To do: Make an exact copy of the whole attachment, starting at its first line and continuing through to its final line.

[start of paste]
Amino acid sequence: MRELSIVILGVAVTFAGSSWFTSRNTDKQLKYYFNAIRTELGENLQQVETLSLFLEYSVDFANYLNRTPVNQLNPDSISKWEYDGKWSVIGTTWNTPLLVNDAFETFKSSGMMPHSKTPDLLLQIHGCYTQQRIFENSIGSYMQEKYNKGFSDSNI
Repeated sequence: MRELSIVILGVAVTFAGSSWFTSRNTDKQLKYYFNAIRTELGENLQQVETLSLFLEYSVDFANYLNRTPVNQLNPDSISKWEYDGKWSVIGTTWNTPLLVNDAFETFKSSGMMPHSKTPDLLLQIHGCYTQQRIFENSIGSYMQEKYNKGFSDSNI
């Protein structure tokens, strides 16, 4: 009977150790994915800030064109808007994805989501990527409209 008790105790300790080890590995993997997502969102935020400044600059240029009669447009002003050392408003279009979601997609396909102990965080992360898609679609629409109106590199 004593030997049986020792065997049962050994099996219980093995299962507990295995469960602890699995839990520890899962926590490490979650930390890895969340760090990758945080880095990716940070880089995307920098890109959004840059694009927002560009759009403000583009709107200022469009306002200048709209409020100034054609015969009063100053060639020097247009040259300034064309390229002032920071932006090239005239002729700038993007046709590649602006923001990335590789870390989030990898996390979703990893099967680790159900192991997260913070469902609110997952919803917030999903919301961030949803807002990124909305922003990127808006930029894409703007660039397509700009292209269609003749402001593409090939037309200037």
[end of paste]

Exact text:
Amino acid sequence: MRELSIVILGVAVTFAGSSWFTSRNTDKQLKYYFNAIRTELGENLQQVETLSLFLEYSVDFANYLNRTPVNQLNPDSISKWEYDGKWSVIGTTWNTPLLVNDAFETFKSSGMMPHSKTPDLLLQIHGCYTQQRIFENSIGSYMQEKYNKGFSDSNI
Repeated sequence: MRELSIVILGVAVTFAGSSWFTSRNTDKQLKYYFNAIRTELGENLQQVETLSLFLEYSVDFANYLNRTPVNQLNPDSISKWEYDGKWSVIGTTWNTPLLVNDAFETFKSSGMMPHSKTPDLLLQIHGCYTQQRIFENSIGSYMQEKYNKGFSDSNI
């Protein structure tokens, strides 16, 4: 009977150790994915800030064109808007994805989501990527409209 008790105790300790080890590995993997997502969102935020400044600059240029009669447009002003050392408003279009979601997609396909102990965080992360898609679609629409109106590199 004593030997049986020792065997049962050994099996219980093995299962507990295995469960602890699995839990520890899962926590490490979650930390890895969340760090990758945080880095990716940070880089995307920098890109959004840059694009927002560009759009403000583009709107200022469009306002200048709209409020100034054609015969009063100053060639020097247009040259300034064309390229002032920071932006090239005239002729700038993007046709590649602006923001990335590789870390989030990898996390979703990893099967680790159900192991997260913070469902609110997952919803917030999903919301961030949803807002990124909305922003990127808006930029894409703007660039397509700009292209269609003749402001593409090939037309200037």